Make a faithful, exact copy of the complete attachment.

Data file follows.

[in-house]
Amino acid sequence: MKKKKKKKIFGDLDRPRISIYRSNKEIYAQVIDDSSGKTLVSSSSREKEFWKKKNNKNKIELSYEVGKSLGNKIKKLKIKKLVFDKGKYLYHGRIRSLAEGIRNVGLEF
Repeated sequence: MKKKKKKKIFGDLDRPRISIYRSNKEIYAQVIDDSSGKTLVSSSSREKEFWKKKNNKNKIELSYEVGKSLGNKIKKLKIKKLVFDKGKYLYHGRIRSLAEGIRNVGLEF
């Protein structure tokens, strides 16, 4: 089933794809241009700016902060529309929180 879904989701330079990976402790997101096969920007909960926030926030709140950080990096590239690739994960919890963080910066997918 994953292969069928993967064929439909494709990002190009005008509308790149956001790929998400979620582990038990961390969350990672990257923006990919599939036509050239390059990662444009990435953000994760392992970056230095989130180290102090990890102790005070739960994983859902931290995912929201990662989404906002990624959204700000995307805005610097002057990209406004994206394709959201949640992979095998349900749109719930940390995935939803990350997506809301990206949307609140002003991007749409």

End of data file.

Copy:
[in-house]
Amino acid sequence: MKKKKKKKIFGDLDRPRISIYRSNKEIYAQVIDDSSGKTLVSSSSREKEFWKKKNNKNKIELSYEVGKSLGNKIKKLKIKKLVFDKGKYLYHGRIRSLAEGIRNVGLEF
Repeated sequence: MKKKKKKKIFGDLDRPRISIYRSNKEIYAQVIDDSSGKTLVSSSSREKEFWKKKNNKNKIELSYEVGKSLGNKIKKLKIKKLVFDKGKYLYHGRIRSLAEGIRNVGLEF
């Protein structure tokens, strides 16, 4: 089933794809241009700016902060529309929180 879904989701330079990976402790997101096969920007909960926030926030709140950080990096590239690739994960919890963080910066997918 994953292969069928993967064929439909494709990002190009005008509308790149956001790929998400979620582990038990961390969350990672990257923006990919599939036509050239390059990662444009990435953000994760392992970056230095989130180290102090990890102790005070739960994983859902931290995912929201990662989404906002990624959204700000995307805005610097002057990209406004994206394709959201949640992979095998349900749109719930940390995935939803990350997506809301990206949307609140002003991007749409």